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Fish / Seafood

Fish are vertebrate aquatic animals. They bear gills but neither have digits nor true spines. There are more than 34,000 species worldwide, with the first one appearing as early as the Cambrian era. Thus, it has played a vital role not only in the ecosystem, but also to humans, as fish has been a significant source of protein and other nutrients. In the world of fishery and culinary, fish may include shellfish. Among the shellfish are crustaceans, echinoderms, and mollusks. 

Still, fish is one of the most popular and sought-after foods in the world. It ranges from mild to full flavor. And, it is a versatile ingredient that can be used in almost all recipes. Not to mention that it’s beneficial to human health too!

Fish / Seafood Trivia

  • Most fish species are cold-blooded; but, one species, known as the opah, is warm-blooded.
  • Even though jellyfish, starfish, and crayfish carry the word “fish” in their names, they are not considered fish.
  • Some flatfish can camouflage to hide themselves.
  • A tuna fish can swim at about 43 miles per hour.
  • Halibut was derived from the word hali, which means “holy,” and butte, which means “flatfish.” The fish was named such because it was only eaten during holy days.
  • The National Go Fishing Day is celebrated every June 18.

Fish / Seafood Buying Guide

Buying fish can be extremely overwhelming as there are plenty of factors to consider. But, fish is a really good source of protein and nutrients that are essential to our body. Here at our Texas Real Food Promptuary, we’ll help you answer those burning questions one by one. But, let’s start with some basic guidelines first:

  • You may have heard that almost all fish contain mercury. Well, it’s true. Mercury is a dangerous neurotoxin that can damage our brain and nervous system. It’s even more detrimental to young children and pregnant women. Thus, when buying fish, just remember that the smaller the fish (think of sardines, anchovies, scallops, or squids), the less mercury it contains. Large fish like tuna, king salmon, and swordfish have higher mercury contents. Would you like to know why that is? It’s because when big fish eats the smaller ones, they also absorb their prey’s mercury content. For example, when tuna eats a bunch of anchovies, the tuna gets all the mercury the anchovies have.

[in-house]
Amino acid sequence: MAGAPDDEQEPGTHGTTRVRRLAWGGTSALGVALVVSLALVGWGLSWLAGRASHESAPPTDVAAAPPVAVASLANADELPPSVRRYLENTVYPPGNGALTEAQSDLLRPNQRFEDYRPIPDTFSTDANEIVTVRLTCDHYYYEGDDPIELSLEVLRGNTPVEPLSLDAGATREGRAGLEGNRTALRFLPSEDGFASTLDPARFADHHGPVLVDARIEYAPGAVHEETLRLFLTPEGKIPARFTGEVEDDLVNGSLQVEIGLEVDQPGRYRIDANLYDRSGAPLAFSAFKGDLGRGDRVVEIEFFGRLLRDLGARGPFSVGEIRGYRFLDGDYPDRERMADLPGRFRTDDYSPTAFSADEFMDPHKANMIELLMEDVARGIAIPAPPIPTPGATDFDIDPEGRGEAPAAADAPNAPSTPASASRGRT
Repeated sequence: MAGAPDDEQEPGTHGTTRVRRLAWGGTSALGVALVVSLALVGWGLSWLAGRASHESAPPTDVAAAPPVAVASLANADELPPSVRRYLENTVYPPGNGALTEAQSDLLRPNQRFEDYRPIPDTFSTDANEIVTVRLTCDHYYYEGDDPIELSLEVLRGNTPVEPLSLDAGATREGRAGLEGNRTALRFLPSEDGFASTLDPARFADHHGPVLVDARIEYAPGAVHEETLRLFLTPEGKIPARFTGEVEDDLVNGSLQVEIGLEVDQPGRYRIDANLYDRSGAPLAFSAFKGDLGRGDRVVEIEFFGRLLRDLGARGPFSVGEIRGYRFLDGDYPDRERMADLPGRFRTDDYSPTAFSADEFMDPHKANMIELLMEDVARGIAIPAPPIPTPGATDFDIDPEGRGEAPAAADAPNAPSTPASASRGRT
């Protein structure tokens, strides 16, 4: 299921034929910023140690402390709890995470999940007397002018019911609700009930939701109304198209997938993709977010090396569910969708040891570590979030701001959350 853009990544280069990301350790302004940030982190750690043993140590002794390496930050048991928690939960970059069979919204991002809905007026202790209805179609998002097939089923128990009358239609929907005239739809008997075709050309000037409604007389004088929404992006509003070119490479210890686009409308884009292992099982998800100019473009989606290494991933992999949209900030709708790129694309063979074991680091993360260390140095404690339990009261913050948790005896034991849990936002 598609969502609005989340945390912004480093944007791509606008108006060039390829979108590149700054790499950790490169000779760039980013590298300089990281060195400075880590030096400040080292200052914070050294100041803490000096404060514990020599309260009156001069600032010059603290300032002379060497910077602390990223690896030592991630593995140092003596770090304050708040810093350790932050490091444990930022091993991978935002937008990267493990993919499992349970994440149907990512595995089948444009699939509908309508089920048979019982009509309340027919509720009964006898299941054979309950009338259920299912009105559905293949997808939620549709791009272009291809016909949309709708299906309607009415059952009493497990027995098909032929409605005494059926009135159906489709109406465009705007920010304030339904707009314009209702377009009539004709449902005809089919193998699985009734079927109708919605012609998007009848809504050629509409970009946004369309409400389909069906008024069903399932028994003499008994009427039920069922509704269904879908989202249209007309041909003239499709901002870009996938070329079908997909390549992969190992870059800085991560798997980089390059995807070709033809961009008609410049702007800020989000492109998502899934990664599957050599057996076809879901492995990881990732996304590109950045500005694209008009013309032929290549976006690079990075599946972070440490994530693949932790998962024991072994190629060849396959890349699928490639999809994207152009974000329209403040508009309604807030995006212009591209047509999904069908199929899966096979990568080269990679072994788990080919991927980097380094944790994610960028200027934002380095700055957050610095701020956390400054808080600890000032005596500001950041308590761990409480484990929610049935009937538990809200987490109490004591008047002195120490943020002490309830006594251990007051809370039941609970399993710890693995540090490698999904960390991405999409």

• Buy American. While Americans consume almost 5 billion pounds of seafood annually, 90% of which comes from countries that (sorry for the word) lack rigorous management laws. This includes China and Vietnam.
  • Or better yet, buy local or eat local. If there’s a farm to table, there is also a boat to fork. You can even see the “day-boat” label in restaurant menus. This means that the fish is caught and delivered to the store or restaurant on the same day.
  • When buying fish that are meant to be served raw, purchase the ones that are labeled “sushi-grade.” This label means that the fish has been pretreated to limit the risk of food-borne illnesses.
  • As always, buy from reputable and trusted sellers. You can simply ask the fishmonger or the waiter if they offer a sustainable fish. Our Texas Real Food website also shows this information. Thus, feel free to check out each local producer to confirm.

Moreover, as mentioned earlier, there are numerous species of fish out there in the market. Hence, to help you find the right one, we have categorized their varieties based on their flavors: mild, moderate, and full. In addition, we’ve also added their texture, flavor profile, and preparation tips.

Mild Flavored Fish:

These fish often have white fleshes. Their taste can be best described as “fish that doesn’t taste like fish.” Hence, they go well on marinades and toppings. They can also be deep or pan-fried. Tilapia, in addition, are best to put on tacos.

  • Delicate texture includes the following: flounder, basa, hake, smelt, scup, rainbow trout, branzino, halibut, tilapia, cod, catfish, perch, and walleye. 
  • Medium texture includes the following: hybrid striped bass, black sea bass, European sea bass, bream, drum, haddock, Alaska pollock, Hoki, pink salmon, snapper, rockfish, and turbot.
  • Firm texture includes the following: carp, Arctic char, dory, monkfish, grouper, pompano, sturgeon, wahoo, yellowtail, tilefish, and Dover sole.

Moderate Flavored Fish:

These fish have nice flavors that will not scare people away. They’re very versatile as well. Thus, if it’s your first time eating these fish, start by pairing them with basic sauces or marinades as simple as salt, pepper, lemon zest, and olive oil.

  • Delicate texture includes the following: Kampachi, herring, anchovy, Moi, lingcod, orange roughy, Atlantic perch, Lake Victoria perch, and yellow perch.
  • Medium texture includes the following: Atlantic salmon, coho salmon, sablefish, and skate.
  • Firm texture includes the following: dogfish, snapper, barramundi, kingklip, cusk, mako shark, opah, swordfish, yellowfin tuna, and albacore tuna.

Full Flavored Fish:

These fish often have dark flesh. They are sometimes called oily fish. It has a very distinctive taste with a briny deep saltiness. For these varieties, it is better when a professional handles it as it can easily be destroyed. On the other hand, when properly prepared, they can be as delectable as any slab of steak. This is also the reason why full-flavored fish are the most expensive type. When cooking such varieties, it’s important to keep in mind that less is more. You don’t want to overpower the natural taste of these with some other ingredients.

  • Delicate texture includes the following: sardines, Atlantic mackerel.
  • Medium texture includes the following: chinook salmon, chum salmon, escolar, and American shad.
  • Firm texture includes the following: bluefin tuna, sockeye salmon, blue marlin, mullet, Chilean sea bass, cobia, and barracuda.

Now that you know which varieties work for you, here are some guidelines on buying them according to how they are sold:

Fresh, Whole Fish:

  • Smell the fish. Freshwater fish should smell like a clean pond while saltwater fish should smell briny (ocean smell).
  • Check the body. You want to buy the ones that have a shiny skin with tight adhering scales. The eyes should be clear and bright, with no signs of blur. The tail should be moist and flat as well.
  • Press the flesh or body. You want to buy the ones that spring back nicely when pressed. 

Fresh, Fillet or Steaks: